See you

Usual verbal formulas, but with a deep sense

In Russia, the first person to say good-bye is usually the one who is leaving. If the situation is level, for example, on the street, the first person to say goodbye would be an older person or someone with a higher status, ora woman.

“See you!” –Is the Most Common Universal Formula

Or in Russian: “Do svidaniya!” Literally it means that your meeting is postponed until you see each other again.

Well Wishes at Parting

These are also common versions of saying goodbye.

“All the best!” (In Russian – “Vsego horoshego!”) – literally means that you wish the best for that person.

“Good luck!” (In Russian – “Vsego dobrogo!”) – literally wishing the good attitude to life to the person who is leaving.

“Allthe happiness to you!” (In Russian – “Vseh blag!”) – literally means the wishes of happiness in someone’s life.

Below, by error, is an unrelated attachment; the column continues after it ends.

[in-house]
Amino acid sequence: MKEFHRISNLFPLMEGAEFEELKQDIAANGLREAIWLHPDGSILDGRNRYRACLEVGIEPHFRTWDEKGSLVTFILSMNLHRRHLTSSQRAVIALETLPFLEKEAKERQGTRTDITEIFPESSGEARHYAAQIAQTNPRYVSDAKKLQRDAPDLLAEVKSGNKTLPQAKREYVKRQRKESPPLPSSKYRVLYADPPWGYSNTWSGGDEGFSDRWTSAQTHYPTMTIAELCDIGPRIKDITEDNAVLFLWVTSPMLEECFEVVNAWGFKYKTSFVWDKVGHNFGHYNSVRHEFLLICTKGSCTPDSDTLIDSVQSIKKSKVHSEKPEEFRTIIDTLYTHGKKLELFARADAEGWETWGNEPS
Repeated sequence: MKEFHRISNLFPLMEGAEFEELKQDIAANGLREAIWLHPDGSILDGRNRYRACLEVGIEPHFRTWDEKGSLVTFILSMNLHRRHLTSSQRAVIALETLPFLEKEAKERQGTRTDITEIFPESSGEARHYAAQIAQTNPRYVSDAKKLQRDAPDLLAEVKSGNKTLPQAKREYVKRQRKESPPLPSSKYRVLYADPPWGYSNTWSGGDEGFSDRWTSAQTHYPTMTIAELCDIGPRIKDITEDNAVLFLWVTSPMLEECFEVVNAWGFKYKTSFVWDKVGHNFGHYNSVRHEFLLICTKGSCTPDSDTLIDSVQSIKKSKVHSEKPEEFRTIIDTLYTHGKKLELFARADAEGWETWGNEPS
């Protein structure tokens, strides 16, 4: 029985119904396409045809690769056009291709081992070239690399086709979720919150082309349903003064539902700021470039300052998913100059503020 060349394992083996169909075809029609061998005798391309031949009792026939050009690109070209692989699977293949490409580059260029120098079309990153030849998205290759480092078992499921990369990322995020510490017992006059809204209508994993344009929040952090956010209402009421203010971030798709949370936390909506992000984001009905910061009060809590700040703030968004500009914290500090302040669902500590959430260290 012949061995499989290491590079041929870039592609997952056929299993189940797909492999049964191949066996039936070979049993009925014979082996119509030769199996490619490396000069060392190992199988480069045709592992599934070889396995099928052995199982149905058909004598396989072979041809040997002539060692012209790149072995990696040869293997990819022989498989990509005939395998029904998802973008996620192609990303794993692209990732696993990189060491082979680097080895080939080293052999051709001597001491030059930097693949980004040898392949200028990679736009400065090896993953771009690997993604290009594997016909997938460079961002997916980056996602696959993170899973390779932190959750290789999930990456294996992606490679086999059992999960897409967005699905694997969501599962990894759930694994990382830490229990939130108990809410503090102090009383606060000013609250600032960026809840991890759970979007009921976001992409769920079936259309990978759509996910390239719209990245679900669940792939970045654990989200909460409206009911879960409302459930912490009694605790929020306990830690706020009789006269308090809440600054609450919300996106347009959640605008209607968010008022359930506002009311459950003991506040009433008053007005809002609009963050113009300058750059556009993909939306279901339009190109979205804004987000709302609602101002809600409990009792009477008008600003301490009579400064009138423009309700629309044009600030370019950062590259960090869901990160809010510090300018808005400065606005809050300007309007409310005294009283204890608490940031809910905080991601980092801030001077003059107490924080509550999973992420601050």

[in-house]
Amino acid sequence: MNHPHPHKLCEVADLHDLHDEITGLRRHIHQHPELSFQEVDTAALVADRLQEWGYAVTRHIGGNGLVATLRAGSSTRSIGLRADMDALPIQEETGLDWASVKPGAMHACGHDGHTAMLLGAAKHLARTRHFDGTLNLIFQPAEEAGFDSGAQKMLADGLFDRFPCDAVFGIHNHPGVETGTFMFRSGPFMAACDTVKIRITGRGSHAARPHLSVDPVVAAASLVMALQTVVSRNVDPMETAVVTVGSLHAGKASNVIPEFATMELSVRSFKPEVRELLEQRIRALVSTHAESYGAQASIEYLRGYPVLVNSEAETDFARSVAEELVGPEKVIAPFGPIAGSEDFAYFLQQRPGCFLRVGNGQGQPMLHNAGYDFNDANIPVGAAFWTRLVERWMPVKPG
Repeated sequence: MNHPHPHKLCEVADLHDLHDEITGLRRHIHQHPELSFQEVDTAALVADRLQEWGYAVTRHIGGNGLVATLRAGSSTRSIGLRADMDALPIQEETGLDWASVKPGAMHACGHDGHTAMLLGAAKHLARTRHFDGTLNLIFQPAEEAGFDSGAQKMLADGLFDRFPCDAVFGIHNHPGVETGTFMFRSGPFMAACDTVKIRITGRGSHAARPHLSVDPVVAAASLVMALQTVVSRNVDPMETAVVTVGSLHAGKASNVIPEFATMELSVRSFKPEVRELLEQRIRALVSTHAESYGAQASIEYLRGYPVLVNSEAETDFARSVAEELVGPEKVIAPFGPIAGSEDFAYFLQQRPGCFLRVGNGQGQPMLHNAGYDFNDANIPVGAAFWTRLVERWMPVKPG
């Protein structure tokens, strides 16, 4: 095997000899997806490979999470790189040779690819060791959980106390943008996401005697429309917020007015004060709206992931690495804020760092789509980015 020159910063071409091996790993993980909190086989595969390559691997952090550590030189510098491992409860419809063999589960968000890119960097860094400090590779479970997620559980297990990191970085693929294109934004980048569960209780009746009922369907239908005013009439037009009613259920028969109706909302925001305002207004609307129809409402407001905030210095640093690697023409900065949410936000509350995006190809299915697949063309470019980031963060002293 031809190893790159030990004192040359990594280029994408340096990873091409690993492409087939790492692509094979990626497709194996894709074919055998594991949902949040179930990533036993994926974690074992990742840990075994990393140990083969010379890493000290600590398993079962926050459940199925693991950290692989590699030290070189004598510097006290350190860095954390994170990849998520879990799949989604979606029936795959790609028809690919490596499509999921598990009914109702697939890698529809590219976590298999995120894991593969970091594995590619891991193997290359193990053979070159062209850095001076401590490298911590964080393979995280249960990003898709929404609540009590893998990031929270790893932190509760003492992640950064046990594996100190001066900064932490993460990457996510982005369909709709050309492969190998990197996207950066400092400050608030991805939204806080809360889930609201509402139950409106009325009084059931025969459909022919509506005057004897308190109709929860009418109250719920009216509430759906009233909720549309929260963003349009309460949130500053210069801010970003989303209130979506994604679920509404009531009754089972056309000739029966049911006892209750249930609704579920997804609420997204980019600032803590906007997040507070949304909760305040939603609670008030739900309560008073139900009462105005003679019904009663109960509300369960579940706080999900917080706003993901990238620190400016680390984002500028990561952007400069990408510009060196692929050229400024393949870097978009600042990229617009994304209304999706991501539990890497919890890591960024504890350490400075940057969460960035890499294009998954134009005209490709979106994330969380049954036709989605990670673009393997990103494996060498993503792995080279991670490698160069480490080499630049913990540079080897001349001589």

Evening goodbyes

“Good night!” – (In Russian – “Spokoinoi nochi!”) Or “Have a nice night!” (In Russian – “Dobroi nochi!”)–literally means that you wish someone to have a safe and quiet night.


“Farewell!” – (in Russian – “Proschai!”) or a more polite “Farewell to you!” (In Russian – “Proschaite!”) – these words are said when you are parting ways for long or forever. That is, when you do not expect to see that person in the future. It literally means in Russian that you are asking for forgiveness for all that you possibly did wrong to that person, even if accidentally. It is similar to parting with the world.

There are archaic formulas as well: “Farewell for a century!” – That is, “Farewell” is specified by the time period “for a century” – for 100 years, that is forever; “Good-bye, do not think badly of me ‘” – that is, “Goodbye!” + please, remember me well – “Do not think badly of me!”


“Bye!” (In Russian – “Poka!”) – Is a friendly form of saying goodbye. Itliterally means “until the current moment.” Until our communication is finished.

Take care!

Or in Russian – “Be healthy!” (“Bud zdorov!”) It’s a common friendly goodbye with wishes of good health. Often it is shortened to simply “Be!” (in Russian – “Bud!”).


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